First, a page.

A leader of German anti-immigration party AfD has described Chancellor Angela Merkel as the "worst in history" in a scathing attack.
Andre Poggenburg made the fiery remarks after his Nationalist party 'Alternative for Germany' (AfD) won three state legislatures on Sunday.
Campaigning against Merkel's liberal migration policy, the politician described it as "an amazing evening," calling the result "brilliant".
The 40-year-old's comments have left many questioning the speedy rise of the far-right wing party.
And some have pointed out that the comment suggests Merkel is worse than even former Chancellor Adolf Hitler.
Leader of the fascist Nazi party, Hitler was elected as Chancellor of Germany in January 1933.
He rose to power after the collapse of the American Stock Exchange caused an economic depression.
During his reign he constructed a genocide, "The Holocaust", which saw around six million Jews killed.
The systematic mass murder of ethnic and political groups occurred during the Nazi regime from 1941 - 1945.
Some users on Twitter called out a Daily Mirror headline which used the quote from the German politician.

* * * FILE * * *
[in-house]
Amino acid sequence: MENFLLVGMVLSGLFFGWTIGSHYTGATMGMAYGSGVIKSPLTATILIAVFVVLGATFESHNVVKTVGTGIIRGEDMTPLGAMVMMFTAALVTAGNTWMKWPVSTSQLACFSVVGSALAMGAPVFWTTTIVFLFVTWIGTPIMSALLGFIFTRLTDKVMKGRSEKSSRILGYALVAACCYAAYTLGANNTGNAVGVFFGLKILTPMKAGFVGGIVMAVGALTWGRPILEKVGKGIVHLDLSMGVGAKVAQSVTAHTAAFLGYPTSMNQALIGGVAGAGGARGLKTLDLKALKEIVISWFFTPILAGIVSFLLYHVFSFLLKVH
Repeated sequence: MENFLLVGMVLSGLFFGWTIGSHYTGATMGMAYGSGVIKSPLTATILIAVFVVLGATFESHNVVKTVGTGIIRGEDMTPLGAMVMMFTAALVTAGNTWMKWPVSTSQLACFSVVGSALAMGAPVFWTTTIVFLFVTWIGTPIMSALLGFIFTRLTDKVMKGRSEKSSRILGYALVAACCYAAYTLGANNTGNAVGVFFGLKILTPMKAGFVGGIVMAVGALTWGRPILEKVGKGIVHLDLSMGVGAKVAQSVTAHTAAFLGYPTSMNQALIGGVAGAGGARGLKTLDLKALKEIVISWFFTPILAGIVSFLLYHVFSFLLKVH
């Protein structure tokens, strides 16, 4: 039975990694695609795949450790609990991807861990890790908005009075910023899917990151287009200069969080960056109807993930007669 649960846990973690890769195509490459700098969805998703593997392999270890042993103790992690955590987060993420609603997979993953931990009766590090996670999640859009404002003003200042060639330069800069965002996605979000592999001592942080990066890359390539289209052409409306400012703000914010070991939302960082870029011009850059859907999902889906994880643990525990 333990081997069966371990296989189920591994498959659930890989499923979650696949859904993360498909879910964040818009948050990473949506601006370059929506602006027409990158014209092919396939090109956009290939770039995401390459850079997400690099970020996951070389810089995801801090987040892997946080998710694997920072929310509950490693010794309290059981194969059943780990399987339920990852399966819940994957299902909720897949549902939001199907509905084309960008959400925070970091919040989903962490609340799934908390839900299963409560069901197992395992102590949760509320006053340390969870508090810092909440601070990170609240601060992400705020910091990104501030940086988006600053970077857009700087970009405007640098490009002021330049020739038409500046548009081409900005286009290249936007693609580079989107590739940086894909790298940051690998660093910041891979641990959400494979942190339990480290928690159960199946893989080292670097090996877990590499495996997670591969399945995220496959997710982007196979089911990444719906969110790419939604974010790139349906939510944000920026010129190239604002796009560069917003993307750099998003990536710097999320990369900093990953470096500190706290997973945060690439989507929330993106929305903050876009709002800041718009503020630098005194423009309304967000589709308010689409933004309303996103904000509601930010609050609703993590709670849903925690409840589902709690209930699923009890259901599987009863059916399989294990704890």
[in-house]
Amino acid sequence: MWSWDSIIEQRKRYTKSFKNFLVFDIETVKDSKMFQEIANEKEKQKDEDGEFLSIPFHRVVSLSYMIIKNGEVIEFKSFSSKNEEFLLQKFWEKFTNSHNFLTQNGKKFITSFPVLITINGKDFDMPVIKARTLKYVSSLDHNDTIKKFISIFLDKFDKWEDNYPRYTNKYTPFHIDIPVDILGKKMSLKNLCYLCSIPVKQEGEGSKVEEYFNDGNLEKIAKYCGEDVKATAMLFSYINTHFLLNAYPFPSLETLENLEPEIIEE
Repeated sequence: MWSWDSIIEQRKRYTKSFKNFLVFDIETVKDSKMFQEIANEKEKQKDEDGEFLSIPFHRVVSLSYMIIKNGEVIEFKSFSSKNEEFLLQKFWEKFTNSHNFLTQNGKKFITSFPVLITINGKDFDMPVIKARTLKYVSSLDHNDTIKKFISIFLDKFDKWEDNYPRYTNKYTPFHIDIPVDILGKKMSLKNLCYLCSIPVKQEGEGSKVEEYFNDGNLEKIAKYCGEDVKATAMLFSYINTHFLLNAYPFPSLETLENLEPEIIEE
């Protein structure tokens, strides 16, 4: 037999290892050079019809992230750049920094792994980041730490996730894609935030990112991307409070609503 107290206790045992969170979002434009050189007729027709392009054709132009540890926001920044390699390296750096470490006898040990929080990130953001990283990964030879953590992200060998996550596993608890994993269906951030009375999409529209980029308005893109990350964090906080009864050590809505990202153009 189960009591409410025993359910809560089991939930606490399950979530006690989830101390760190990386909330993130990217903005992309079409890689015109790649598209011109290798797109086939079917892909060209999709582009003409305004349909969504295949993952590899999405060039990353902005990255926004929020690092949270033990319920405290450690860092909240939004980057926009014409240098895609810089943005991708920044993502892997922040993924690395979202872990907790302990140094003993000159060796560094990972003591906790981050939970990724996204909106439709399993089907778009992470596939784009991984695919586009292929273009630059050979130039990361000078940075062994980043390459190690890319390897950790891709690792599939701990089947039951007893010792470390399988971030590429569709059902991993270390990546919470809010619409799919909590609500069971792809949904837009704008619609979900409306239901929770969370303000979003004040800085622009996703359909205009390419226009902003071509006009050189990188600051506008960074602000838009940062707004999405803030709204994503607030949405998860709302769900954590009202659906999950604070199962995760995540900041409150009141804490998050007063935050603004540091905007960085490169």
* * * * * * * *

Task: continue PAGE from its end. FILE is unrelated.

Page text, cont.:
"Merkel 'worst chancellor in history' as German anti-immigration party soars," the Mirror tweet wrote.
Exit polls showed that the AfD drew most of their support from people who previously hadn't voted for a party, but they also drew thousands of voters from Merkel's Conservatives.
Poggenburg, AfD leader in the eastern state of Saxony-Anhalt, said: "We fought like lions for your land,","[Merkel is] the worst chancellor in the history of Germany."
While populist, anti-immmigrant parties have thrived for years in other European countries, Germany has been an exception, in part because opposition to far-right ideologies runs deep because of the country's Nazi past.
But the refugee crisis has changed much of that. Since more than a million migrants entered Germany last year, the AfD's membership has increased tenfold.
The AfD, who have previously said German police should be able to shoot migrants at the border, narrowly missed the five percent hurdle needed to enter the federal parliament in 2013 but is now represented in the state assemblies of half of Germany's 16 states.
All of Germany's parties have ruled out a coalition with the group.
One 41-year-old local man summed up the rise of the party in an interview with Reuters.
Nico Braun said: "Are the AfD gone or do I have to say Heil Hitler?"
The Municipal elections have so far been disappointing for Merkel's party, with the Christian Democratic Union of Germany (CDU) losing two states they had hoped to win back from center-left incumbents on Monday.